Back that long ago, it was common for people to just walk around barefoot for everyday activities. A trip across longer distances would maybe get sandals or wooden shoes. Boots were for journeys across rough terrain, hunting, and sports. Boots were a natural need for nomadic cultures. People traveled from Asia to China to India to Russia and pushed into colder lands. Alaskan Eskimos began wearing animal parts, lining the inside with fur as early means of insulation.

War Boots
Militaries throughout the years and all over the world supplied their soldiers with the proper footwear for battle: boots! In fact, they’re responsible for developing a number of different styles such as boots that featured thick soles and turnover tops, designed to protect soldiers on horseback. Thigh-high boots were worn by Hessian soldiers of the American Revolutionary War which brought a big influence on the iconic cowboy boots of the American West cattlemen. For commanding officers in more recent years, boots have become more of a symbol of rank as opposed to any practical purposes.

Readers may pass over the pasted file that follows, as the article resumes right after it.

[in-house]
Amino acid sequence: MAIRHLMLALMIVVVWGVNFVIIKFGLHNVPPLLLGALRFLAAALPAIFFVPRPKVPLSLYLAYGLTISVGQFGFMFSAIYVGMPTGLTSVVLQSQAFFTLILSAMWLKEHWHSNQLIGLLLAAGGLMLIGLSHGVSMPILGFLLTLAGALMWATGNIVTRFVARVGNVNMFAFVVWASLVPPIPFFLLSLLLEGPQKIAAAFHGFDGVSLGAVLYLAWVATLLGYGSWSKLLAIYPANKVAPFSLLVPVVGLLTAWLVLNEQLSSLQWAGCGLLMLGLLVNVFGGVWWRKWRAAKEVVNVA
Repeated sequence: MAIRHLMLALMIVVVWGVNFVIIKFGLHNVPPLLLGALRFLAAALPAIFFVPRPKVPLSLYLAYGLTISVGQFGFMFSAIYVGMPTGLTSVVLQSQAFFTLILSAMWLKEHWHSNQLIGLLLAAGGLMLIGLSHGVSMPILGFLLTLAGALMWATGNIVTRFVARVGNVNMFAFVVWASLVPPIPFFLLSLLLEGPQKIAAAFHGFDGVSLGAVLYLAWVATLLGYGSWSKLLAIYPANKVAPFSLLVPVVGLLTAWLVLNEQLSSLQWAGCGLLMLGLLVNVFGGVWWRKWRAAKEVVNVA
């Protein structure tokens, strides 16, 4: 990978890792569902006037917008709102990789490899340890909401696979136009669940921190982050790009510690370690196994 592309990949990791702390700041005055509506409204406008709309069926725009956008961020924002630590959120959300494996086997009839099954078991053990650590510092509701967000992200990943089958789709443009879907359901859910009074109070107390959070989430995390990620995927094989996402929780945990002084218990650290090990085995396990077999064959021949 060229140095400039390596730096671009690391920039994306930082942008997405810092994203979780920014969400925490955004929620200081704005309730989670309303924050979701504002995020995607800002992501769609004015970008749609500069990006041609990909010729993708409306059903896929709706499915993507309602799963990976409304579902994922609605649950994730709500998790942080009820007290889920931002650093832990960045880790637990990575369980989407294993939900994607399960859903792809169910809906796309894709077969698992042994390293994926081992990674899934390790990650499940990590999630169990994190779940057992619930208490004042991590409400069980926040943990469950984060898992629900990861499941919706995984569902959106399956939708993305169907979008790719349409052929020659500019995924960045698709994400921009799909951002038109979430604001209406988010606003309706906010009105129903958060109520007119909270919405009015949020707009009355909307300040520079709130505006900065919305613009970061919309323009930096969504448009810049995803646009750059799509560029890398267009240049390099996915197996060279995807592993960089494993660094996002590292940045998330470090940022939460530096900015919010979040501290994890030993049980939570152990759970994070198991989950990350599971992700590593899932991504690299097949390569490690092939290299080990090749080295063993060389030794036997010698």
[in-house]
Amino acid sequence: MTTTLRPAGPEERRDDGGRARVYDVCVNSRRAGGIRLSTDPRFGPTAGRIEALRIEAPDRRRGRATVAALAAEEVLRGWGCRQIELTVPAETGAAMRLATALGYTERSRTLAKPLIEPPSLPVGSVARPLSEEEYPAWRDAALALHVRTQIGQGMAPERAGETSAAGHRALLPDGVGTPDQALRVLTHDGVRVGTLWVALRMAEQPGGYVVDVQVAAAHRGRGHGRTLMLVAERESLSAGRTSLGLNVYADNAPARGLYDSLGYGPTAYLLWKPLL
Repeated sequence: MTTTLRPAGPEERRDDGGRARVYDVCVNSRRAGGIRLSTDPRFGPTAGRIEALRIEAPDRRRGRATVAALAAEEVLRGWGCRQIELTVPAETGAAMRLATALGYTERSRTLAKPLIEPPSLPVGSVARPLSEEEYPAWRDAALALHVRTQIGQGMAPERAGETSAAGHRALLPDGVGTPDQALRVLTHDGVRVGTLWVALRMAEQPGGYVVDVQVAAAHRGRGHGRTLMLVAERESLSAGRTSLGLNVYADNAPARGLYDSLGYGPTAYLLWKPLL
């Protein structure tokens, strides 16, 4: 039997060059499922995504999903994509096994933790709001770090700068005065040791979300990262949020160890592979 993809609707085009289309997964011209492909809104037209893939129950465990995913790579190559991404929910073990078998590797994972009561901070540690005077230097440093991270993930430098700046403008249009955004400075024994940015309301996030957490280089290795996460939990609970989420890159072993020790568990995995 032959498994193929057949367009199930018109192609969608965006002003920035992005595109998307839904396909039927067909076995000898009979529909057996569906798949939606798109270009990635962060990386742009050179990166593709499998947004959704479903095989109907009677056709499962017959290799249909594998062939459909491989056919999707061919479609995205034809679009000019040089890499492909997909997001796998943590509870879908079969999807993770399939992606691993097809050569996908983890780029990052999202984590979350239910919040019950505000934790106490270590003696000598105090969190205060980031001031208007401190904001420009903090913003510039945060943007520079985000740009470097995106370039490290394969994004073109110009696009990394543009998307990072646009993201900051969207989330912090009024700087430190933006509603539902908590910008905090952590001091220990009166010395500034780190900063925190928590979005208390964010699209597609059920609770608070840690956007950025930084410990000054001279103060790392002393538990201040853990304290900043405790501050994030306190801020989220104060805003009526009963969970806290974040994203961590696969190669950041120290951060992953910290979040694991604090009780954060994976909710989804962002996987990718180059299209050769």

Be sure to check out the boots we have available here at everyone’s favorite online store for kids camping gear, Everything Summer Camp. Appreciate it every time you strap on your boots that you can go muck it up or trudge through hills of snow while keeping your feet perfectly comfortable. Until next time, Camp Folks! And, as always, thanks for reading!

 

- John


Frisbee Fun

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Hey, Frisbee Fans!

It’s a bird! It’s a plane! It’s a flying saucer! No, I’m not talking about any close encounters of the third kind sort of flying saucer. It’s the toy flying saucer that I’m talking about. You can use it to play a game of catch unlike any other—no ball involved—along with a number of other Frisbee-centric sports such as Ultimate Frisbee or Disc Golf.